Andrew Cuomo

Chicken-wing controversy highlights concerns about ‘experts’

Katie Pavlich shares at Townhall.com her concerns about COVID-19 pronouncements from politicians posing as experts.

Americans put their livelihoods, including generations of family-owned businesses, at risk for permanent closure. They were told their sacrifices would help save the lives of millions. They took on the patriotic duty to comply with government suggestions they were told would produce positive results.

But now, politicians making things up as they go after sending people to their deaths along the way are making a mockery of those who have already done their part.

New York Governor Andrew Cuomo, who ordered thousands of seniors infected with Wuhan coronavirus back into nursing homes — resulting in the deaths of thousands — has moved to regulating what does and does not count as a “substantive food.” In California, the same rules apply.

“To be a bar, you had to have food available — soups, sandwiches, etc. More than just hors d’ oeuvres, chicken wings. You had to have some substantive food — the lowest level of substantive food were sandwiches,” Cuomo said this week during a taxpayer-funded press conference.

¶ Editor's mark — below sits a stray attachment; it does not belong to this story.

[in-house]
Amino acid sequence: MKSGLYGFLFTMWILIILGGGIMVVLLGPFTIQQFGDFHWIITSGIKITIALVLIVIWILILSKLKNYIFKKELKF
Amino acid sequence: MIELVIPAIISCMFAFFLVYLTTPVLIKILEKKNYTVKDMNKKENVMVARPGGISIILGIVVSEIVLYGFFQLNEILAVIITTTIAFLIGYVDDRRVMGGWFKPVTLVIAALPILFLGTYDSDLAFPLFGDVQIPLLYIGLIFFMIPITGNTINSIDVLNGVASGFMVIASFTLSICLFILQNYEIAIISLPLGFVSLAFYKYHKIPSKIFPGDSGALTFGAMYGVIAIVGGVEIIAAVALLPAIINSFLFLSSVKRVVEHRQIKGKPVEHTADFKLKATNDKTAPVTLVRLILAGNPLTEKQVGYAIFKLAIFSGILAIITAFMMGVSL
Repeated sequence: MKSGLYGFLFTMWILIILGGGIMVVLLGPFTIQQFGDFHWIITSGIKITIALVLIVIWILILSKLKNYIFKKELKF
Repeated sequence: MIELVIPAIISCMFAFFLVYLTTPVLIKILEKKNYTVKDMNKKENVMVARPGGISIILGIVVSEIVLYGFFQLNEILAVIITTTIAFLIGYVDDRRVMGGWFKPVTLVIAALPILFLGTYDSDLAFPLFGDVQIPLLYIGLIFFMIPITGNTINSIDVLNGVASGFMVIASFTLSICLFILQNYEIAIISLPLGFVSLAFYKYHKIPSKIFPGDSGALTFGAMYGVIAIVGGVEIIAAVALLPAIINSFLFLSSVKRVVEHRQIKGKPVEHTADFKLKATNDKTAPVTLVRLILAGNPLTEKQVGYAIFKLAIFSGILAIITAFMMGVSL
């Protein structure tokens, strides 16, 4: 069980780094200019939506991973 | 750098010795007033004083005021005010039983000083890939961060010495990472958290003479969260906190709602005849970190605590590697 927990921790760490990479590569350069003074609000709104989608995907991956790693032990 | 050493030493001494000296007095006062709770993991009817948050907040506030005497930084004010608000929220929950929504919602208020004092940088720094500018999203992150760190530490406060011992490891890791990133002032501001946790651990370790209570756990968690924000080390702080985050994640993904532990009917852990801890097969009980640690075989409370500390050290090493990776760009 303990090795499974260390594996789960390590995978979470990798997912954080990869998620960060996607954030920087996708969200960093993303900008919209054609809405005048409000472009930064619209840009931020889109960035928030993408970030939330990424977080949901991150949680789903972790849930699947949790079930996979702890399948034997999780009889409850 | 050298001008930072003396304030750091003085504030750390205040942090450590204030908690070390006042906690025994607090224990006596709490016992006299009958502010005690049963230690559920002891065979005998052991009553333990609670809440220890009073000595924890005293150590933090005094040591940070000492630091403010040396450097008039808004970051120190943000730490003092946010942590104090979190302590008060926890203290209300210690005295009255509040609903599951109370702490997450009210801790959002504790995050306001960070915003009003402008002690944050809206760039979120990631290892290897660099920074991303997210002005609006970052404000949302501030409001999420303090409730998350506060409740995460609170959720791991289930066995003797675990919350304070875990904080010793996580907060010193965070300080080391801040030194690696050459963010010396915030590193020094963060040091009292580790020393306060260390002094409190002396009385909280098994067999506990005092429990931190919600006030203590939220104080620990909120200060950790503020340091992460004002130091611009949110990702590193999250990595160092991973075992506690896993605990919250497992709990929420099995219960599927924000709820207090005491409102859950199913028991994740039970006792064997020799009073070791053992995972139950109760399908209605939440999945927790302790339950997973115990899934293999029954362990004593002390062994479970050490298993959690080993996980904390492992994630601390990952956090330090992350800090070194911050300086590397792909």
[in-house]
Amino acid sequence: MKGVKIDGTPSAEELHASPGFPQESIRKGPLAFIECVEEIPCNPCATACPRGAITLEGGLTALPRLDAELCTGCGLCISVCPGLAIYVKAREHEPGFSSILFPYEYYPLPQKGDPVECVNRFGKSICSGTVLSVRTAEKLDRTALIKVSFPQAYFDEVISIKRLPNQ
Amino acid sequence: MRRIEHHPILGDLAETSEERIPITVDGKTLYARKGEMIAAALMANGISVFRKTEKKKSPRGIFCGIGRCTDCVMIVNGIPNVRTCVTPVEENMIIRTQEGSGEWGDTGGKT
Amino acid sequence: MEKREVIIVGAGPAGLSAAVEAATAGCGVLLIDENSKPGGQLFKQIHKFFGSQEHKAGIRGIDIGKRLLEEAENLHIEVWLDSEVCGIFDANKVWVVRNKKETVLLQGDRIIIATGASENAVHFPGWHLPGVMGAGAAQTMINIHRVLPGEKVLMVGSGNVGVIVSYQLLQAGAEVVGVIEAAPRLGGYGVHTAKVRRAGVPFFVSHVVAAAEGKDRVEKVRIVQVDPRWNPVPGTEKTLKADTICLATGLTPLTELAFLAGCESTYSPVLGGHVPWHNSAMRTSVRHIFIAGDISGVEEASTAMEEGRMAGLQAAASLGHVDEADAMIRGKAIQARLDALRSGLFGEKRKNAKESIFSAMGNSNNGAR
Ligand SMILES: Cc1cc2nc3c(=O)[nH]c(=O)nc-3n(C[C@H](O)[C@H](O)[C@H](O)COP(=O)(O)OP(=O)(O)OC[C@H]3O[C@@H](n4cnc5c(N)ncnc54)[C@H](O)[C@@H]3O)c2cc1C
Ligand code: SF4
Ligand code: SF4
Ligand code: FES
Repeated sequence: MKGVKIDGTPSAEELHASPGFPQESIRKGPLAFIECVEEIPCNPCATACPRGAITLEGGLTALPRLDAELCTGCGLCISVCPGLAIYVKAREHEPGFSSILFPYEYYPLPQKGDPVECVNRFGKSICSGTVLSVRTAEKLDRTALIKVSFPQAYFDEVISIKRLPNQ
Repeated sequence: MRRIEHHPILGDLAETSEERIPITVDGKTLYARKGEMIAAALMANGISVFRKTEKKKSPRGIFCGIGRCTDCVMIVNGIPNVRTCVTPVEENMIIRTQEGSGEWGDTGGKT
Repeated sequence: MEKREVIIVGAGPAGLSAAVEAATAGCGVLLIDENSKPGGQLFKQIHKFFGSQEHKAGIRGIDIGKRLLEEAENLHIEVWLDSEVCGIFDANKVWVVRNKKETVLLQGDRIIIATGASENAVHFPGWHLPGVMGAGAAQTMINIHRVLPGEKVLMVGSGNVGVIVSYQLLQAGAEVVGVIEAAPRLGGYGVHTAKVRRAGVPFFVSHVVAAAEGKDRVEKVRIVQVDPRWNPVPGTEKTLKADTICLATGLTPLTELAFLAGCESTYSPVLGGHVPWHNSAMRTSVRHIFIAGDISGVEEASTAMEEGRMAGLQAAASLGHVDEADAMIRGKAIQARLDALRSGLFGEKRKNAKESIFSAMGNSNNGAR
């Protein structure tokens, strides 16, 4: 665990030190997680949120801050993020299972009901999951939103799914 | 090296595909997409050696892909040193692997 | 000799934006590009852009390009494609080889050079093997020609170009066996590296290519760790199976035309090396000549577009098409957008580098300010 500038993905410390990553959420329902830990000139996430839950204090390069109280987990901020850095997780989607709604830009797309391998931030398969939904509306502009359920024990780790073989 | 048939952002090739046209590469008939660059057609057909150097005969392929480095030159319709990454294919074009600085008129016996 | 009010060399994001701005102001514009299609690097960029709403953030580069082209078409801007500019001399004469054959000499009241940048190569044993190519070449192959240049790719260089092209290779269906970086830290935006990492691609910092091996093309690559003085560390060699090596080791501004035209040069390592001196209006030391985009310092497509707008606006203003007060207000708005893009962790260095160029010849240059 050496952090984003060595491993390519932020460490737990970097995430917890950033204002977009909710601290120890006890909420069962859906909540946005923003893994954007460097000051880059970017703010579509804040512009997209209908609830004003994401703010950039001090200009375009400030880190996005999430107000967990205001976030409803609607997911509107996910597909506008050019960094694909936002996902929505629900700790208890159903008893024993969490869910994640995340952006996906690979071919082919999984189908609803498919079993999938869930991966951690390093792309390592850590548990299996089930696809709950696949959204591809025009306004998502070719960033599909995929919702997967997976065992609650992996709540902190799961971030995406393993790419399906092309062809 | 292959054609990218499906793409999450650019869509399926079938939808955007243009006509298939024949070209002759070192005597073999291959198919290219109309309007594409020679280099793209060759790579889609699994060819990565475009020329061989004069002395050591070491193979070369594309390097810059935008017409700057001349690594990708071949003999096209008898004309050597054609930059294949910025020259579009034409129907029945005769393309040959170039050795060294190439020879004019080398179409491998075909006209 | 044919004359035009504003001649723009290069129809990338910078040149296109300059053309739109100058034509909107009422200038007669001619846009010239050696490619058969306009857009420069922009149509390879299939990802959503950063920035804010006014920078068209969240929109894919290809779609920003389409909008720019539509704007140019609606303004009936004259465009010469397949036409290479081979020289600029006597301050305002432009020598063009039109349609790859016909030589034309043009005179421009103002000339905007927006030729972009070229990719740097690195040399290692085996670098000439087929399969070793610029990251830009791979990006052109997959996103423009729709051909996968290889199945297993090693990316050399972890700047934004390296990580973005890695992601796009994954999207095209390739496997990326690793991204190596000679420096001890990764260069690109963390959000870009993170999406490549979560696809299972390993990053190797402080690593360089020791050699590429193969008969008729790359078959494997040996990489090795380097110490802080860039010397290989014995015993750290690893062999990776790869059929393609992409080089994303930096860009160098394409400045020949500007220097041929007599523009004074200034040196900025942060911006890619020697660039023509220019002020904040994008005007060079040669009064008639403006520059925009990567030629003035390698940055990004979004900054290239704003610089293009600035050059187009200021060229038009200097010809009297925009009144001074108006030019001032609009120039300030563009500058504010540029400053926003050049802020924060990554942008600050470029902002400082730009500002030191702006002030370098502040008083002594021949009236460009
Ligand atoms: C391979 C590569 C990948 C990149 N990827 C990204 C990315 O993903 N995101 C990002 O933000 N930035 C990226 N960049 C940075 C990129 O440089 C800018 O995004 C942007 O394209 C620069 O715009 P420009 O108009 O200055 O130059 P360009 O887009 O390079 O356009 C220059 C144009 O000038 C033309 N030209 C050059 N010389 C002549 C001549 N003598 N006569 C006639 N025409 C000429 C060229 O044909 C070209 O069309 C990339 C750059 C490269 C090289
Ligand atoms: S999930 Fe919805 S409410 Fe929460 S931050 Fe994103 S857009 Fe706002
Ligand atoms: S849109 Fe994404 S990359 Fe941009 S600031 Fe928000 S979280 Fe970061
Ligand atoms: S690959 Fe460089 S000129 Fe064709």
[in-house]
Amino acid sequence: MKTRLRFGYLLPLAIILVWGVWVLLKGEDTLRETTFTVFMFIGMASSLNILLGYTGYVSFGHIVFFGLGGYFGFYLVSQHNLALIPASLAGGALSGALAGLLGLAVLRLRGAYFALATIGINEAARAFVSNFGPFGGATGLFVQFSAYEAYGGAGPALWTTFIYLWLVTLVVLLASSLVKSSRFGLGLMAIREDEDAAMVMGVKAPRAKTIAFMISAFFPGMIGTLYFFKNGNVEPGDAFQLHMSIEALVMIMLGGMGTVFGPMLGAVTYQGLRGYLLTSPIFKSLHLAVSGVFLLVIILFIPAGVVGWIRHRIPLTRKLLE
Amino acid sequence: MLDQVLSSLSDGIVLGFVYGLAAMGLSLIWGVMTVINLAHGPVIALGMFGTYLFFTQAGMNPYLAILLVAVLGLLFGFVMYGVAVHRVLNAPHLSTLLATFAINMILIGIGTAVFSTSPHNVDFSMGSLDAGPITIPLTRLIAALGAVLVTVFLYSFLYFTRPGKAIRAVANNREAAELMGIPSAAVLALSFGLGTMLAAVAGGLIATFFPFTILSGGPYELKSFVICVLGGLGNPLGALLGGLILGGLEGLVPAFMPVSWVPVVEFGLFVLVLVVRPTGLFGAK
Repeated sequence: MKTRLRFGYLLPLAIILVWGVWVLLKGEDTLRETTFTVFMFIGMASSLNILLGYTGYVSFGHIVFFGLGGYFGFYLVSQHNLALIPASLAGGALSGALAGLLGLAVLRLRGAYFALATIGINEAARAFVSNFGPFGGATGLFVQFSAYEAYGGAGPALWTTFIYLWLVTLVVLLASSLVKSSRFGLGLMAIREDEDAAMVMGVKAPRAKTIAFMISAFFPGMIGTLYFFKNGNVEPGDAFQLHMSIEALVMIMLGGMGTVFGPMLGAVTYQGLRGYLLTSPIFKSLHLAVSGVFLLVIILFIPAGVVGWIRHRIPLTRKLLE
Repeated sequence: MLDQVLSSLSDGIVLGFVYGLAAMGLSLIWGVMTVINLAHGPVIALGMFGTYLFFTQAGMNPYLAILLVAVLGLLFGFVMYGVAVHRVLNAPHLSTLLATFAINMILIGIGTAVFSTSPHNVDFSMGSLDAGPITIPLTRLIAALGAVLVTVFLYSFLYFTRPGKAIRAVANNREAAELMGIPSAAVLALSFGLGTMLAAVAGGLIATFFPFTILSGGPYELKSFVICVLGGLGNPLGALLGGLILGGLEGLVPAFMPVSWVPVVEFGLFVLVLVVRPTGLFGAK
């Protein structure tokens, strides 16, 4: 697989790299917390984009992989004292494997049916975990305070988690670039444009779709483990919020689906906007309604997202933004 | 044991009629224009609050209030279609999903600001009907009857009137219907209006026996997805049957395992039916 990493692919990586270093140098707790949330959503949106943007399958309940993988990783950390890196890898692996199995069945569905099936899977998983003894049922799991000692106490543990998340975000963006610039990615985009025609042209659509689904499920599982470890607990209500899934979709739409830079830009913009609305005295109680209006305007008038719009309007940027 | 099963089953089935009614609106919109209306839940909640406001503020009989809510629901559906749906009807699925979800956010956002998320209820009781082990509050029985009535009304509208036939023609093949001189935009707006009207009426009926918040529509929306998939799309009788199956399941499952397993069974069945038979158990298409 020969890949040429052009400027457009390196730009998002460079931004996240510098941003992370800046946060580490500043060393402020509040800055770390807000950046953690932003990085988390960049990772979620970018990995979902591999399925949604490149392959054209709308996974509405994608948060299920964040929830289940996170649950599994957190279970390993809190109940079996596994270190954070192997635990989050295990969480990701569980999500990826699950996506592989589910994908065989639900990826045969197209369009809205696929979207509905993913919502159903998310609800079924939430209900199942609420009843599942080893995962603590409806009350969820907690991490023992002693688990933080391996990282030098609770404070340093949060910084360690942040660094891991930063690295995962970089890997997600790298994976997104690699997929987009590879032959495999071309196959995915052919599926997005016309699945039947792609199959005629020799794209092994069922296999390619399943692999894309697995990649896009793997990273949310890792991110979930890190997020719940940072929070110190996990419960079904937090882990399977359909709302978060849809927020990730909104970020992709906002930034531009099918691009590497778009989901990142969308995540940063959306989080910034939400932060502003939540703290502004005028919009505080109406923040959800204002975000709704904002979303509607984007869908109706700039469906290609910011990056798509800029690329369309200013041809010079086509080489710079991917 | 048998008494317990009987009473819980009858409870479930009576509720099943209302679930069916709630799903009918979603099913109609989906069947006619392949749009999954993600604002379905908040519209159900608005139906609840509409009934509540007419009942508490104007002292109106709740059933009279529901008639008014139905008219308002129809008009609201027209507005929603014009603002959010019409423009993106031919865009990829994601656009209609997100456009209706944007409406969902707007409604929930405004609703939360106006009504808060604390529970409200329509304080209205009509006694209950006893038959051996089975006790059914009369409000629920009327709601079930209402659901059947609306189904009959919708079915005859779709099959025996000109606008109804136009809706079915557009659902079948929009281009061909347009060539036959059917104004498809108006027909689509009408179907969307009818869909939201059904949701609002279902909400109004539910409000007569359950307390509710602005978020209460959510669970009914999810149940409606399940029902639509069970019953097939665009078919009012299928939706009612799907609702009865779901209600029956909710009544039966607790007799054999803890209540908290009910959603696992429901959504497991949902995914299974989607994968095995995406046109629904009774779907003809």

Arbitrary. Capricious. Enraging. How does this stop the spread of Wuhan coronavirus? It doesn’t.

Why is Cuomo talking about chicken wings at all? Because he’s allowing bars to serve alcohol to seated patrons, as long as they order food. He’s moved the goalposts from food to “meal” after some New York City bars offered things like “Cuomo Chips” for $1. He deserves the mocking. This isn’t about bars, alcohol, or food. It’s about people’s lives. People are struggling to survive as the government continues to bear down on them without data or explanation about why their efforts this time will pay off. Studies now show lockdowns did little to slow the spread. In fact, keeping mass amounts of people indoors may have made things worse.

Mitch Kokai / Senior Political Analyst

Mitch Kokai is senior political analyst for the John Locke Foundation. He joined JLF in December 2005 as director of communications. That followed more than four years as chie...

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